Glendronach 17, 1995 (for The Whisky Exchange)


This week’s theme has been official distillery releases of sherry-bothered whiskies. Monday’s review (of the 2021 release of the Springbank 18) and Wednesday’s review (of the 2021 release of the Glenallachie 12) were both of whiskies that had sherry cask-matured whisky in them but were not full-on sherry maturations. They were also not single casks. The last whisky of the week is a single cask and it is single PX cask. Or so the label says. Of course, this is a Glendronach single cask from the Billy Walker era. I took a side swipe at this in the intro to the Glenallachie 12 on Wednesday, but in case you don’t know, and didn’t follow the link then, the Glendronach “single casks” of that era were neither always single casks—as most people understand the term—nor always matured only in the cask type marked on the label. As to whether that’s true of this PX puncheon that was bottled for the Whisky Exchange in 2013, I’m not sure. My early pours from the bottle didn’t blow me away but they also didn’t come across as indicating an attempt to dress up tired whisky with a PX cask finish. The bottle has now been open for a week or so. Let’s see what some air in it has done for the whisky. Continue reading

Glenallachie 12, 2021 Release


Glenallachie, or The GlenAllachie, as they style themselves, is another of the Scottish distilleries I have very little experience of. I’ve only reviewed one other—this 22 yo bottled by/for Whiskybase. It is a young distillery—only built in 1967—and is also one of the few independent distilleries left in Scotland. Mothballed in 1985, it was purchased in 1989 by Campbell Distillers, who in turn later became part of Pernod Ricard’s holding. In 2017 it was purchased by a group including Billy Walker, ex of Glendronach. The following year the distillery released a new core range, featuring 10, 12, 18 and 25 yo whiskies. They’ve since added 8, 15, 21 and 30 yo expressions to that lineup. Good on them for not going the NAS route as so many have done. They’ve not as yet released any single cask whiskies—as far as I know—which means we might have to wait a while to find out if in the move from Glendronach to Glenallachie, Billy Walker’s understanding of what the term “single cask” means has undergone any development. At any rate, I am interested to see what this 12 yo is like. My understanding is it is put together as a vatting of ex-oloroso, PX and virgin oak-matured spirit. An unusual combo, to be sure. Let’s see what it’s like. Continue reading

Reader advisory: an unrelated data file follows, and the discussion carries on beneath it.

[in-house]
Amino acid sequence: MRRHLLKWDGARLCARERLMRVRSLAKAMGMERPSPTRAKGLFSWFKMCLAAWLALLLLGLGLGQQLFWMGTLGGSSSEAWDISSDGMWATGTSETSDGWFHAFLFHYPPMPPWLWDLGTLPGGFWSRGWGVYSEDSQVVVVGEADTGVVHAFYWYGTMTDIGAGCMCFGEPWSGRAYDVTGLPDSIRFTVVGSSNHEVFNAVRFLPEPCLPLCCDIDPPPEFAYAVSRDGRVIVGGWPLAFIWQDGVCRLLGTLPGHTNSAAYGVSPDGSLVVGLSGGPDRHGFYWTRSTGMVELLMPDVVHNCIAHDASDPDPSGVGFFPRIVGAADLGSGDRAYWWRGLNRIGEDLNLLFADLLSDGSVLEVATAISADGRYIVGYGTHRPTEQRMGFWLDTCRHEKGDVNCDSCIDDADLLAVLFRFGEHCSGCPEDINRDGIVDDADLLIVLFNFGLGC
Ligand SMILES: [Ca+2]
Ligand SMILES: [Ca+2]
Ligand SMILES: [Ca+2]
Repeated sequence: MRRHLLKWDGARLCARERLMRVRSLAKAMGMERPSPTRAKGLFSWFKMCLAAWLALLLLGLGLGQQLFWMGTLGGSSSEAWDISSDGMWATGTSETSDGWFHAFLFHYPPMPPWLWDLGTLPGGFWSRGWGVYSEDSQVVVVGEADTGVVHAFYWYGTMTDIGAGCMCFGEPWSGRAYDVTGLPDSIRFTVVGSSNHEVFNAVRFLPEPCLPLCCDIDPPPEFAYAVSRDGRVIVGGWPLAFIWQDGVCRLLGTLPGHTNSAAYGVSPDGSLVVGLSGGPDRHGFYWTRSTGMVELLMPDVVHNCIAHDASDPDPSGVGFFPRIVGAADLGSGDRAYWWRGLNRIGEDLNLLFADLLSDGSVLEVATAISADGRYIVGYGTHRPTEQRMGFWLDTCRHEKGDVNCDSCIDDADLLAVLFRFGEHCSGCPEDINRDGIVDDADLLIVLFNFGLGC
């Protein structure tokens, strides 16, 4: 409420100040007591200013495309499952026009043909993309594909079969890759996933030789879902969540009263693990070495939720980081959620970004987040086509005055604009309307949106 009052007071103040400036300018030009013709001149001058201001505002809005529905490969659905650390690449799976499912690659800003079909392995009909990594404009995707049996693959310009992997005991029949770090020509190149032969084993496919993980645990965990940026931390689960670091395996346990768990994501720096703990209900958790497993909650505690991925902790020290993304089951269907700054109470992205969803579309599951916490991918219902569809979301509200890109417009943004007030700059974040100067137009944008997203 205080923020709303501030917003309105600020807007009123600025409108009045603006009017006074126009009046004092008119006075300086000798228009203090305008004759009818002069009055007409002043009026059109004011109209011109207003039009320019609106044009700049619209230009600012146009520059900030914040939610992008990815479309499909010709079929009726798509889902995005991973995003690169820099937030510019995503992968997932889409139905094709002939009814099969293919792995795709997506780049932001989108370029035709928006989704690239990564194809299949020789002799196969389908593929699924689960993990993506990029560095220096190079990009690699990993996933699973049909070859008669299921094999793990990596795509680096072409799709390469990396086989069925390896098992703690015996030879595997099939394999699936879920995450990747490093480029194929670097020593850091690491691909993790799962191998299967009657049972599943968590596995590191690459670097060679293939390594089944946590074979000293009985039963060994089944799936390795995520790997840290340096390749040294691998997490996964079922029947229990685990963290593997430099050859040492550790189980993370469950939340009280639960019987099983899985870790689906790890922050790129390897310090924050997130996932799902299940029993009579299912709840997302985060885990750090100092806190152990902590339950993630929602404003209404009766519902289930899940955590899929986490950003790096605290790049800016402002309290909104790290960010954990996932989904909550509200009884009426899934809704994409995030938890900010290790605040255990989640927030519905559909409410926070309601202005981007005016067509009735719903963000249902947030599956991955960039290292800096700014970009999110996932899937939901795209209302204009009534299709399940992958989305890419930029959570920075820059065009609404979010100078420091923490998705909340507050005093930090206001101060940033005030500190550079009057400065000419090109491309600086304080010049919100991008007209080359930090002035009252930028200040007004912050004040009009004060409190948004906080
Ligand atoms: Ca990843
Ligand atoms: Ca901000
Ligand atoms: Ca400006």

Springbank 18, 2021 Release


Having spent a week in October reviewing whiskies from Kilkerran/Glengyle, let’s close the month out with a whisky from the big boy on the Campbeltown block: Springbank. But as a month finishes, a week begins, and so let’s make this the first whisky of the week with sherry involvement. Now, the Springbank 18’s cask composition has varied a fair bit over the last decade or so. In most years there’s been a decent amount of sherry casks in the mix. In 2016 it was 80% sherry, 20% bourbon; in 2017 the ratio shifted to 60-40; in 2020 it was 55-45 and in 2021, 50-50 sherry and bourbon. Contrariwise, in 2015 and 2018 it was all ex-bourbon and in 2019 it was apparently 88% bourbon and 12% port. Meanwhile it appears the 2022 release (not yet in the US, I don’t think) is 65% bourbon and 35% sherry. (All this info, by the way, is pulled from the Whiskybase listings for Springbank 18.) Well, the most recent Springbank 18 I’ve reviewed was from the sherry-heavy 2016 release. I’ve not kept up with it since as in the intervening period—the whisky world having gone crazy—Springbank’s whiskies have become heavily allocated in the US. It was a major achievement finding a few bottles of the 2021 Springbank 10 this spring and when I saw that one of the stores I got those from had the 18 yo as well, I couldn’t resist it despite the high price tag. My first impressions were not super positive but the bottle’s come on nicely since then. Here now are my notes. Continue reading

Craigellachie 15, 2006 (Old Particular for K&L)